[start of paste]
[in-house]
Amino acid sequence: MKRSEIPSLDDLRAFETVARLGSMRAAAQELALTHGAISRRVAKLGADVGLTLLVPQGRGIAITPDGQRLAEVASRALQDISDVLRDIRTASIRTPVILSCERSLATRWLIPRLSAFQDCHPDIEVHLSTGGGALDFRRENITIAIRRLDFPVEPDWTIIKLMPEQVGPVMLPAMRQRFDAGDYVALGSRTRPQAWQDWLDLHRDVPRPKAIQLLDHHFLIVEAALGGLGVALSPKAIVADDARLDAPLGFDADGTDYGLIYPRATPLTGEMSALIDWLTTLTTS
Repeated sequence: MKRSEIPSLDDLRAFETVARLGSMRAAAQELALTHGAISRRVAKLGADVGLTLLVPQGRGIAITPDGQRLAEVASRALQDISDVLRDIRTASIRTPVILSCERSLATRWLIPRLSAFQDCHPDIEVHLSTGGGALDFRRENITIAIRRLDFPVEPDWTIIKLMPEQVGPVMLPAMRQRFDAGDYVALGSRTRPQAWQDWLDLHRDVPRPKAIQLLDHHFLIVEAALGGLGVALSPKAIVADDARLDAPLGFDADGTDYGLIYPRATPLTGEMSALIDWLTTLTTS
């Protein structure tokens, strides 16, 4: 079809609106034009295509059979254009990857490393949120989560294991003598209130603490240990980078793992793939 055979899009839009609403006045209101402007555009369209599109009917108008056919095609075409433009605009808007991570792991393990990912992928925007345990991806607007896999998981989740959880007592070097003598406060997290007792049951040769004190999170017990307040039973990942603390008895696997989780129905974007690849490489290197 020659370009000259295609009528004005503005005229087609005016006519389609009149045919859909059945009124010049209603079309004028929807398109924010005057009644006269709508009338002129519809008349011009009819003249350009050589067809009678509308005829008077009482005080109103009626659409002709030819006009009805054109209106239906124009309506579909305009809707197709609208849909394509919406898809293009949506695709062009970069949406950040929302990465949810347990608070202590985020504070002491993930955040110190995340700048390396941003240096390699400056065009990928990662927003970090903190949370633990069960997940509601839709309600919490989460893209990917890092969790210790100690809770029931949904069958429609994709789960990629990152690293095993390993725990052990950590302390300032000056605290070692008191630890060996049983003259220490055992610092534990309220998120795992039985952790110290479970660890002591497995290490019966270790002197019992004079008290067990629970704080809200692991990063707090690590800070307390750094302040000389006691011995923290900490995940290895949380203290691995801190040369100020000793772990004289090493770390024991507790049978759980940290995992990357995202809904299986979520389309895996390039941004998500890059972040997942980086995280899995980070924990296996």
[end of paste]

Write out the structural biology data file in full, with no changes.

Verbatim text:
[in-house]
Amino acid sequence: MKRSEIPSLDDLRAFETVARLGSMRAAAQELALTHGAISRRVAKLGADVGLTLLVPQGRGIAITPDGQRLAEVASRALQDISDVLRDIRTASIRTPVILSCERSLATRWLIPRLSAFQDCHPDIEVHLSTGGGALDFRRENITIAIRRLDFPVEPDWTIIKLMPEQVGPVMLPAMRQRFDAGDYVALGSRTRPQAWQDWLDLHRDVPRPKAIQLLDHHFLIVEAALGGLGVALSPKAIVADDARLDAPLGFDADGTDYGLIYPRATPLTGEMSALIDWLTTLTTS
Repeated sequence: MKRSEIPSLDDLRAFETVARLGSMRAAAQELALTHGAISRRVAKLGADVGLTLLVPQGRGIAITPDGQRLAEVASRALQDISDVLRDIRTASIRTPVILSCERSLATRWLIPRLSAFQDCHPDIEVHLSTGGGALDFRRENITIAIRRLDFPVEPDWTIIKLMPEQVGPVMLPAMRQRFDAGDYVALGSRTRPQAWQDWLDLHRDVPRPKAIQLLDHHFLIVEAALGGLGVALSPKAIVADDARLDAPLGFDADGTDYGLIYPRATPLTGEMSALIDWLTTLTTS
């Protein structure tokens, strides 16, 4: 079809609106034009295509059979254009990857490393949120989560294991003598209130603490240990980078793992793939 055979899009839009609403006045209101402007555009369209599109009917108008056919095609075409433009605009808007991570792991393990990912992928925007345990991806607007896999998981989740959880007592070097003598406060997290007792049951040769004190999170017990307040039973990942603390008895696997989780129905974007690849490489290197 020659370009000259295609009528004005503005005229087609005016006519389609009149045919859909059945009124010049209603079309004028929807398109924010005057009644006269709508009338002129519809008349011009009819003249350009050589067809009678509308005829008077009482005080109103009626659409002709030819006009009805054109209106239906124009309506579909305009809707197709609208849909394509919406898809293009949506695709062009970069949406950040929302990465949810347990608070202590985020504070002491993930955040110190995340700048390396941003240096390699400056065009990928990662927003970090903190949370633990069960997940509601839709309600919490989460893209990917890092969790210790100690809770029931949904069958429609994709789960990629990152690293095993390993725990052990950590302390300032000056605290070692008191630890060996049983003259220490055992610092534990309220998120795992039985952790110290479970660890002591497995290490019966270790002197019992004079008290067990629970704080809200692991990063707090690590800070307390750094302040000389006691011995923290900490995940290895949380203290691995801190040369100020000793772990004289090493770390024991507790049978759980940290995992990357995202809904299986979520389309895996390039941004998500890059972040997942980086995280899995980070924990296996």